Stephanie Harper is a graduate from the University of Colorado at Boulder with a BA in English Literature. She is currently working on her Masters of Fine Arts in Creative Writing at Fairfield University with a focus in Fiction. Her work has appeared in Forever Buffs Insider, The Review Review, Poetry Quarterly, Midwest Literary Magazine, and Haiku Journal.  She is also the Fiction Co-Editor of Mason's Road Literary Journal.


Works Cited

Deikman, A.J "A Functional Approach to Mysticism, " Journal of Consciousness Studies (issue 11-12, 2000) 75-91

Gibson, Michael, Symbolism (United Kingdom: Taschen Art, 1995)

Mullen, Dr. Eve, lecture notes from "Women, Men and the Ideal of Non-Dualism in Buddhism and Taoist Philosophy" (Indonesia: March 29, 2006)

Quran, Chapter 2, verse 187

Rumi, "Necklace of Gold," A Course Reader (University of Colorado , 2008)

Rumi, "The Way of Love," A Course Reader ( University of Colorado , 2008)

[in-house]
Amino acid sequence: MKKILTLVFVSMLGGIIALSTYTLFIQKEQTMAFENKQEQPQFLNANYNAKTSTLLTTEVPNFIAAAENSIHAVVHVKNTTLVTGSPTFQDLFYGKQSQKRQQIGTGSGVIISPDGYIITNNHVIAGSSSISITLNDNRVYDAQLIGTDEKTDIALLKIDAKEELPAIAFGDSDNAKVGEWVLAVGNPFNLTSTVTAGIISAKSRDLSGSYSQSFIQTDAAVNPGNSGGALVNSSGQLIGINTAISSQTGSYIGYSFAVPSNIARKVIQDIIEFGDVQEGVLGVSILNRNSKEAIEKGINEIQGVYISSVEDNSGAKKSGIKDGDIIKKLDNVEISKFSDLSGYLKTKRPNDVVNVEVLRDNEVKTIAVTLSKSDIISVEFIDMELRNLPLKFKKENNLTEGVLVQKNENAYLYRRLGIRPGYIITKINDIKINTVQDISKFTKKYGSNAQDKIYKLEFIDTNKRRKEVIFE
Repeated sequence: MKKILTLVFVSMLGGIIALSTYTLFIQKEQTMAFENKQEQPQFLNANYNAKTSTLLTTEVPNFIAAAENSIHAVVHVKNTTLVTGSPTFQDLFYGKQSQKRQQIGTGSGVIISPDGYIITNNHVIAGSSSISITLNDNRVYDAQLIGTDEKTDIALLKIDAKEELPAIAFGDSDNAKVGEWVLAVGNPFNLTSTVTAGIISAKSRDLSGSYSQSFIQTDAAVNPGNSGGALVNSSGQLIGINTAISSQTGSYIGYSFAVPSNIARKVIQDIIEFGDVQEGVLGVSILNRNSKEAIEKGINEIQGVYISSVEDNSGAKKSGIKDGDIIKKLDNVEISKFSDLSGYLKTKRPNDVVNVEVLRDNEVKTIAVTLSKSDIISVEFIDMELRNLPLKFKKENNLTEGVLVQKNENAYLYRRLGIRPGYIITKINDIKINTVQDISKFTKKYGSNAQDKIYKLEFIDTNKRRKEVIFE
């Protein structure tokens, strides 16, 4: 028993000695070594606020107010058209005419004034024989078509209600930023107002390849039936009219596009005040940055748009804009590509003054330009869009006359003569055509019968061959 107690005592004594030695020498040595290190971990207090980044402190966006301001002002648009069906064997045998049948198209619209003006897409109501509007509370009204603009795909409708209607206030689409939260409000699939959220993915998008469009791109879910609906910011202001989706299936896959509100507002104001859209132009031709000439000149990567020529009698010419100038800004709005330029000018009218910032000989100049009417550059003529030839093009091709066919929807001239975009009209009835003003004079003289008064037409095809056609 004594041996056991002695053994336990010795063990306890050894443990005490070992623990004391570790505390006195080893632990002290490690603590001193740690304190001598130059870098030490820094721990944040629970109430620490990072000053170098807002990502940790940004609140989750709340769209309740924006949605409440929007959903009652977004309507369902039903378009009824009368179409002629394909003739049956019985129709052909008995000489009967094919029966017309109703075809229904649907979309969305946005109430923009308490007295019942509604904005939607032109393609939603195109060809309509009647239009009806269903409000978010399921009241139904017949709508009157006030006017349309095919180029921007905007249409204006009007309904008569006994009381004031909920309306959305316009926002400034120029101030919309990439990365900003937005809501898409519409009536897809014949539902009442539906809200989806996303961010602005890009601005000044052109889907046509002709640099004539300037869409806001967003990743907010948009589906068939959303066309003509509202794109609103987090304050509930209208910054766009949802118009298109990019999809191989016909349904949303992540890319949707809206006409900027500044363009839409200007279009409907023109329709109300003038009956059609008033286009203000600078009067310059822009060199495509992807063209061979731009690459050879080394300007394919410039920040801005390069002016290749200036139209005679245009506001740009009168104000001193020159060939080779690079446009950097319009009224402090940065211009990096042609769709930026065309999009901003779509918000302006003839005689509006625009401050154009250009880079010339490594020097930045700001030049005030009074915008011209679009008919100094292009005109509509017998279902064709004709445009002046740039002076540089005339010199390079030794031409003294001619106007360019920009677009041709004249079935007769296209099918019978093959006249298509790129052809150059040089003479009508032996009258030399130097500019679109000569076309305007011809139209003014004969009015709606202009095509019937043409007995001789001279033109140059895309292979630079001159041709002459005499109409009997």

Sivananda, Sri Swami, "Sufism," (The Divine Life Society, 2005)

Smith, Houston, The Illustrated World's Religion (New York: HarperOne, 1991)



1 Artlex, "Vienna Secession"

2 Michael Gibson, Symbolism (United Kingdom: Taschen Art, 1995), 126

3 Ibid, 126

4 Houston Smith, The Illustrated World's Religion (New York: HarperOne, 1991) 141

5 Dr. Eve Mullen, lecture notes from "Women, Men and the Ideal of Non-Dualism in Buddhism and Taoist Philosophy" ( Indonesia : March 29, 2006)

6 A.J Deikman, "A Functional Approach to Mysticism," Journal of Consciousness Studies (issue 11-12, 2000) 75-91

7 Artlex, "Juxtaposition,"

8 Mullen, "Taoist Principle"

9 Smith, World Religions, 141

10 Ibid, 171

11 Sri Swami Sivananda, "Sufism," (The Divine Life Society, 2005) 2

12 Ibid, 2

13 Ibid , 2

14 Rumi, "The Way of Love," A Course Reader ( University of Colorado , 2008)

15 Sivananda, "Sufism," 3

16 Smith, World Religions , 172

17 Artlex, "Byzantine Art," http://www.artlex.com/

18 Smith, World Religions, 172

19 Quran, Chapter 2, verse 187

20 Smith, World Religions, 172

21 Ibid, 172

22 Rumi, "Necklace of Gold," A Course Reader ( University of Colorado , 2008)